See Lung Foundation Australia’s, ‘Lung Cancer Multidisciplinary Team’ directory for institutions that have multidisciplinary teams with expertise in lung cancer.

Patients should be enabled to make informed decisions about their choice of specialist and health service. General practitioners should make referrals in consultation with the patient after considering the clinical care needed, cost implications (see referral options and informed financial consent), waiting periods, location and facilities, including discussing the patient’s preference for health care through the public or the private system.

Patients in some rural or remote locations may access specialists via telehealth services. General practitioners working in remote or rural locations should be aware of such facilities before referral.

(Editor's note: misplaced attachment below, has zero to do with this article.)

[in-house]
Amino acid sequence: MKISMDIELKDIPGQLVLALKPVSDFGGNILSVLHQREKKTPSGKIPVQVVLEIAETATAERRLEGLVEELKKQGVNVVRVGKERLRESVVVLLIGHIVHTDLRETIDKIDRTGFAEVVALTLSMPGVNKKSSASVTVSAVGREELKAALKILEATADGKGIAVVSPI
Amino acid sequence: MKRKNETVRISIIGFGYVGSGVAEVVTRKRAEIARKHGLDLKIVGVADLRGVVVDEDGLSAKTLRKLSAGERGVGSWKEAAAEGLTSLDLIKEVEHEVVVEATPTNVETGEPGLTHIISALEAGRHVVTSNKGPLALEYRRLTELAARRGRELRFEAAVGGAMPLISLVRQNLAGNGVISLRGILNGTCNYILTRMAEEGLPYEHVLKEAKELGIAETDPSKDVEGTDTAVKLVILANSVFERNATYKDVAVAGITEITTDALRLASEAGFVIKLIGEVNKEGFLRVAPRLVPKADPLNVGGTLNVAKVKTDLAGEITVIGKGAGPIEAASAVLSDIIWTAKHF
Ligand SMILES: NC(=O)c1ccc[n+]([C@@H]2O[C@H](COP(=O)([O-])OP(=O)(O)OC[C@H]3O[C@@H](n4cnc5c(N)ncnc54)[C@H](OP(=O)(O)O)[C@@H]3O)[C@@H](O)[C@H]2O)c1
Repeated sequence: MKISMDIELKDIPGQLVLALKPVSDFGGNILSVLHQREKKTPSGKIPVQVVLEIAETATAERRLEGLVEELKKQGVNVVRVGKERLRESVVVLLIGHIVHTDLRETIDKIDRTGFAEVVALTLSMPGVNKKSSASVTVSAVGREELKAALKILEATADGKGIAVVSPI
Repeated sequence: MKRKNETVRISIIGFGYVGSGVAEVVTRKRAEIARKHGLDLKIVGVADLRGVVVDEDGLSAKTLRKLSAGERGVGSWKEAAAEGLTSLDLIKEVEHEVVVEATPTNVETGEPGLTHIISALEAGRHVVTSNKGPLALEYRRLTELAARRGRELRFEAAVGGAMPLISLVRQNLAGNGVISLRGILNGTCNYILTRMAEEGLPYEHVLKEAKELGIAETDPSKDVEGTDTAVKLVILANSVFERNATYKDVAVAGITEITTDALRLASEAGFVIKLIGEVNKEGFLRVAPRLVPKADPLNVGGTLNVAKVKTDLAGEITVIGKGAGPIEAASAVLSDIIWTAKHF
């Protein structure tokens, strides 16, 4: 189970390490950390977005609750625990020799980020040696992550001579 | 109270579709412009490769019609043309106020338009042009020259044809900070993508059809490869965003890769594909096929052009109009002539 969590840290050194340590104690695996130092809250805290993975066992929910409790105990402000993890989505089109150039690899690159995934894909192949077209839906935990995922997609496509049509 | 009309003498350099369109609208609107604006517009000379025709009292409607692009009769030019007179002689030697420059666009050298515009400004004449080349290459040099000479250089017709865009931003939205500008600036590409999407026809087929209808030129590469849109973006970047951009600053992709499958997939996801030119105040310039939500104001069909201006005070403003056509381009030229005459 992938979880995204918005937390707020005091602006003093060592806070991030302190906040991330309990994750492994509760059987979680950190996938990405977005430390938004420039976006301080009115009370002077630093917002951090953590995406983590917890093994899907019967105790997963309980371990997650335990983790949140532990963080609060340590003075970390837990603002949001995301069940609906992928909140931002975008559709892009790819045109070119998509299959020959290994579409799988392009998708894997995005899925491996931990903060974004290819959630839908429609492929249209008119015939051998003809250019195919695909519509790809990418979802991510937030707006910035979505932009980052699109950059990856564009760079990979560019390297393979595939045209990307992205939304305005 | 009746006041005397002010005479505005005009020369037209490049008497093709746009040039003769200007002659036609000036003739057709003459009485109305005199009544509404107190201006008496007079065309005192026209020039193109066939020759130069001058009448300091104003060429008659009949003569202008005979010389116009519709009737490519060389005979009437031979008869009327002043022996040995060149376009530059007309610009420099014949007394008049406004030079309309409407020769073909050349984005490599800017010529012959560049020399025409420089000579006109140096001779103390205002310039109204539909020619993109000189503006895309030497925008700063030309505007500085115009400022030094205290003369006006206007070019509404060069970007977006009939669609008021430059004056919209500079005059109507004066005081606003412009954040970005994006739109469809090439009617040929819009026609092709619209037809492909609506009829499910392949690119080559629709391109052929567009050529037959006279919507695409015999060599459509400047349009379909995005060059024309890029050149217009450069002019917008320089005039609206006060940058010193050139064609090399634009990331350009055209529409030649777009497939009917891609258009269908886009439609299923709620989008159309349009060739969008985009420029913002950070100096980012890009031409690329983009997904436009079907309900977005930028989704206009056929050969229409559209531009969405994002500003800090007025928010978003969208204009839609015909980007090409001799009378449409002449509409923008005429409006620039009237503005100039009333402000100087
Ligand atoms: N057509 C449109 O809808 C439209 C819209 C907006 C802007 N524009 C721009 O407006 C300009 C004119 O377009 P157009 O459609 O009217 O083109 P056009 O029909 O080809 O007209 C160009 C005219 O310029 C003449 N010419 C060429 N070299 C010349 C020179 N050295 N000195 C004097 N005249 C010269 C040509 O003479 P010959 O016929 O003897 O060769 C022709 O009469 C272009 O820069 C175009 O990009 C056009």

Referral for suspected or diagnosed lung cancer should include the following essential information to accurately triage and categorise the level of clinical urgency:

  • important psychosocial history and relevant medical history
  • family history, current symptoms, medications and allergies
  • results of current clinical investigations (imaging and pathology reports)
  • results of all prior relevant investigations
  • notification if an interpreter service is required.

Many services will reject incomplete referrals, so it is important that referrals comply with all relevant health service criteria.

If access is via online referral, a lack of a hard copy should not delay referral.

The specialist should provide timely communication to the general practitioner about the consultation and should notify the general practitioner if the patient does not attend appointments.